As stated by Martin Luther King, “Of all the forms of inequality, injustice in healthcare is the most shocking and inhumane.” The American system is the perfect example of this horrible unfairness. Even though it rejects millions of the underprivileged, the United States health care system is still in trouble, and it’s not going to get better by itself. Switching to a system like the one in France is the solution to our problems for three reasons:
The French are healthier than we areThey spend less money staying that way, and It covers the 47 million Americans who are currently uninsured.
First of all, the French healthcare system takes better care of its citizens than the
system does. France
was ranked #1 overall in a recent survey of healthcare systems worldwide. This survey, done by the World Health Organization, was the largest ever of its kind. In the same survey, the United States was ranked 37, behind both Costa Rica and Chile. Obviously, the French system is a huge improvement over the American one. For example, in America, the infant mortality rate is close to 7 in 1,000. However, in France it is been cut nearly in half, or 4 in 1,000. Because of their healthcare system, the typical French citizen lives a longer, healthier life than their American counterpart by around two years. The advantages of the French system are especially evident when deaths from respiratory diseases are considered. As French statistics show, respiratory diseases are usually preventable. In France, on average, 31.2 out of 100,000 people die from these diseases, but in America 61.5 out of 100,000 people are killed every year. Same thing goes for heart disease and diabetes. Due to its improved healthcare, France has far lower mortality rates in both.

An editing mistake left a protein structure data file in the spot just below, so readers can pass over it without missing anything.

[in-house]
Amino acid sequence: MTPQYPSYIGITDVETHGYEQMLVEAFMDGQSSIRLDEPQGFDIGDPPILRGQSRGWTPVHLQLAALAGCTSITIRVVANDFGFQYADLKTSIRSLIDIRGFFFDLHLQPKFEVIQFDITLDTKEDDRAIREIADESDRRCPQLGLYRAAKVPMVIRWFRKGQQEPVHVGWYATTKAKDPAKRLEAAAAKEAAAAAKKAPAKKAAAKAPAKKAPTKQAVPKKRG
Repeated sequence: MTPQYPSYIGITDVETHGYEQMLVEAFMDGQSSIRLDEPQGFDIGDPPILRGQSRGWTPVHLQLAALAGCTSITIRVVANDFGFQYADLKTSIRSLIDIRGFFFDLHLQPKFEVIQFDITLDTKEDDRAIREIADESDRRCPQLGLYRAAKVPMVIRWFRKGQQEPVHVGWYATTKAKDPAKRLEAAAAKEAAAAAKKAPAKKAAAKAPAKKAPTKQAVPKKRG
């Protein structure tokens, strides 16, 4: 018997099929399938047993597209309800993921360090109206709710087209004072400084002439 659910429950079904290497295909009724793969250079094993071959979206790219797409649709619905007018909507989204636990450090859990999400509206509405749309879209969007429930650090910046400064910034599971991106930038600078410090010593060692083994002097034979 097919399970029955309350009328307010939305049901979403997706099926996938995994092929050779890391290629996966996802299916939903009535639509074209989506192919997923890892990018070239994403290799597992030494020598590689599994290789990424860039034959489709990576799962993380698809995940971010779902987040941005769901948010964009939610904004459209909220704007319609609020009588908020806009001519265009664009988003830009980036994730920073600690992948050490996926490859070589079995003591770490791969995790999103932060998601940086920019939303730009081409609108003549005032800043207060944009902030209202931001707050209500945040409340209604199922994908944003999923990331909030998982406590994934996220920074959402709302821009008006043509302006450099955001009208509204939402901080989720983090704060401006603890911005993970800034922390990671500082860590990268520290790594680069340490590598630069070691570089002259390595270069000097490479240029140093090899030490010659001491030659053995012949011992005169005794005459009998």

Second, the healthcare system in France is much less expensive than the one in the United States. Our healthcare companies are making extreme profits and charging lofty prices even while our economy is suffering. They are doing extraordinarily well financially by twisting words and forcing the average person to put up with excessive prices. For some wealthy Americans, doctors serve them concierge-style and run costly tests for even the smallest ailments. Because of these inefficiencies in our system, we must spend 16 percent of our GDP on healthcare, which is the highest in the world. This means our healthcare costs us nearly 2 trillion dollars each and every year. We expend over 5,700 dollars per person for healthcare in the United States. On the other hand, the French system requires 2,700 dollars less per capita. In fact, France only requires 10.5 percent of their GDP to be spent on healthcare. This is because French citizens are not scared to visit their doctors to get preventive care. In America, high doctor fees prevent many people from getting treatment until their ailment triggers a trip to the ER.
Finally, the uninsured in America are suffering, because they cannot get the medical care they require. 47 million Americans are uninsured, which, according to the Institute of Medicine, causes 18,000 deaths each year, because they lack the necessary care. More people are becoming uninsured every year, and fewer companies are offering healthcare plans. Those who don’t have insurance are usually in worse health, and are more likely to have financial problems. Half of all bankruptcies in the United States are due to excessive medical costs. Many people believe they have adequate health insurance, but when their bills arrive, they find out their insurance is deficient. Also, hospitals in areas with high numbers of uninsured are unable to provide as many services to their patients as hospitals in other areas. With the French healthcare system, no one would be left out, and no one would be uninsured.